DECATUR — Batting cages next to the ropes course and mini golf course at Nelson Park could be ready for swings by mid-May.
The Decatur Park District Board approved Wednesday the bid from Otto Baum Company in Decatur for construction of the batting cages and site work, with a total cost of $372,240, a portion of which was covered by a 2015 Open Space Lands Acquisition and Development (OSLAD) grant.
There will be four stations in the cage, with the ability for users to adjust pitch speed and height, and use baseballs or softballs. A $1.50 token will buy 15 pitches, though the cage can also be rented by intervals of 15 ($10), 30 ($18) and 60 ($32) minutes.
Decatur Park District Director of Operations Ryan Raleigh said the target date for the batting cages to open is May 15.
The adjacent Nelson Park ropes course is on schedule for its April 1 opening. Much of the construction is occurring this week and Raleigh said it's expected to be finished by March 23.
“They started delivery Monday and they started putting it up yesterday (Tuesday) and today,” Raleigh said. “You can see the big, metal structure and the poles as you go by. It’s pretty impressive.”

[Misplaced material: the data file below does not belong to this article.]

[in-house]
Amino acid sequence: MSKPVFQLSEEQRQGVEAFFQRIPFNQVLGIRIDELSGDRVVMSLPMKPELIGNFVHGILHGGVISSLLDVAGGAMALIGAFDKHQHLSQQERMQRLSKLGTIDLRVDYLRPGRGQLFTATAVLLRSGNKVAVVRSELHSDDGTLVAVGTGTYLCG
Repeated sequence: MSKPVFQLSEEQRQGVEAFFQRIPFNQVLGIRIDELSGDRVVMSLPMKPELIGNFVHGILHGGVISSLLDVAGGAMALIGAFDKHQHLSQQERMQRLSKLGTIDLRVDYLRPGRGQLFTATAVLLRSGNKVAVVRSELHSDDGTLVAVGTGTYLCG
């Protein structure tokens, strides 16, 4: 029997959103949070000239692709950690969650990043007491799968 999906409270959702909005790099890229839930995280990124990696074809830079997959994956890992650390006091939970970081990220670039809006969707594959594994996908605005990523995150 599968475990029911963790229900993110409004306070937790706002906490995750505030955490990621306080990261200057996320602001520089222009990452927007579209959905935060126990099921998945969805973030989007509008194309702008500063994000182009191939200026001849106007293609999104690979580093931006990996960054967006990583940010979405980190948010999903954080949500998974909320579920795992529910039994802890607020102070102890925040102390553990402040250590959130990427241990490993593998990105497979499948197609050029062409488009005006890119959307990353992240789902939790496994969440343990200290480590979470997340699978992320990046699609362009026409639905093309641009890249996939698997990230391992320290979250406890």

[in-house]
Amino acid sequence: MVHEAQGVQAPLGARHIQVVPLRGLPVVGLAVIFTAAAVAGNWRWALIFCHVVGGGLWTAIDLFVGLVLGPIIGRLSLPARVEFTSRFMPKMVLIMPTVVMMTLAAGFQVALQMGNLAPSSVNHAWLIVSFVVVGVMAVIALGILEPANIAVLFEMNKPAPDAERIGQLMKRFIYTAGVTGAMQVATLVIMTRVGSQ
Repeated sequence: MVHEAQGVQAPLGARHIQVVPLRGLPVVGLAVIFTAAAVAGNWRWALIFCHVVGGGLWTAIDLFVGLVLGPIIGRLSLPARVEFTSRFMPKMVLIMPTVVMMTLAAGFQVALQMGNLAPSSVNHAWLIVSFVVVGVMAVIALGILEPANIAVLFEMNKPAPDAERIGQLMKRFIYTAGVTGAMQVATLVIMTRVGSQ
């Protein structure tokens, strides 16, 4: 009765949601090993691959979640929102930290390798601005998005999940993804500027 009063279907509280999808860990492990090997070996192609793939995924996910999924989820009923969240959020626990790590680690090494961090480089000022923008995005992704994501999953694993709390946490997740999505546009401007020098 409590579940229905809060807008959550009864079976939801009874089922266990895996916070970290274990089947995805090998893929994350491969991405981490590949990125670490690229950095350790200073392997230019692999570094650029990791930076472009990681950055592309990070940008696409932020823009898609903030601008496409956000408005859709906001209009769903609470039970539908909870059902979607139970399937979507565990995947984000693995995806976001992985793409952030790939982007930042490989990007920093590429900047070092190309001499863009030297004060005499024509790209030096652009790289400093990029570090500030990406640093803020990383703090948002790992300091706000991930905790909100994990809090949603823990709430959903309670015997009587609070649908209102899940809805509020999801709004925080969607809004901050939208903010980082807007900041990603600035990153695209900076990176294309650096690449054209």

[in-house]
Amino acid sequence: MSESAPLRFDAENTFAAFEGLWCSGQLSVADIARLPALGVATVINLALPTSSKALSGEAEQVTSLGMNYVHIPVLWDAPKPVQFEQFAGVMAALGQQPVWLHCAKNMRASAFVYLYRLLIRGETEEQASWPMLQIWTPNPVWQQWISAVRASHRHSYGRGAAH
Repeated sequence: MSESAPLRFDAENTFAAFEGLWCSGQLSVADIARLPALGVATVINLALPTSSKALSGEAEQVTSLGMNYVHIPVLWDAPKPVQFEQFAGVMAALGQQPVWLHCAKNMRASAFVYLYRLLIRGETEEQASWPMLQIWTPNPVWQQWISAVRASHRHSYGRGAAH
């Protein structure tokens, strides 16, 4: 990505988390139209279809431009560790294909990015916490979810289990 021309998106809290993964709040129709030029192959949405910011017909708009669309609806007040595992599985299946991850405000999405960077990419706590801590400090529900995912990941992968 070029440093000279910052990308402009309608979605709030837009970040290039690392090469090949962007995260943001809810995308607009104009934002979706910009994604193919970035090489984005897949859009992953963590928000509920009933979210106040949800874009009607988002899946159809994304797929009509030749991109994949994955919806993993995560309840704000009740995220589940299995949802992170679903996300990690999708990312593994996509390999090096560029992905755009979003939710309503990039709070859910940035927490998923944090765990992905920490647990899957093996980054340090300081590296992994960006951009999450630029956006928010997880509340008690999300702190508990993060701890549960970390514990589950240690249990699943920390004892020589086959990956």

The board also approved soft flooring for the outdoor fitness park that Raleigh said will open this summer in Nelson Park near the dog park and disc golf course.
The fitness park will be free to use and include more than 20 exercise features including stationary bikes, chest and leg presses, balance stations, chin-up bars and plyometric boxes.
Mary Cave of Chastain and Associates, an engineering consulting firm, said May 15 is a tight deadline for finish of the batting cages, a project that’s had several bumps in the road even since the delayed OSLAD grant funds were released. Raleigh said a number of modifications had to be made because of decisions on the aquatic center and the batting cages will be built just southwest of the original plan.
“We’ve had to change locations of it a few times,” Raleigh said. “We had to change the grades, which created more work. And then we need ADA accessible sidewalks and lighting. There’s been a lot of site prep and extra cost.”
The park district closed the batting cages it had near Paul's Puttin' Place when it opened Overlook Adventure Mini Golf Course in 2014.
The park district already has all the equipment for fitness park, also an OSLAD grant project, but needs to put in sidewalks, a curb around the outside of the area and soft flooring before it’s finished.
The park district was originally going to use concrete as the flooring, but — even though the area is designed for 13 and older — decided to go with a similar rubber surface as is used at the Scovill Zoo playground.
“It ended up being a savings to us because concrete is more expensive,” Raleigh said.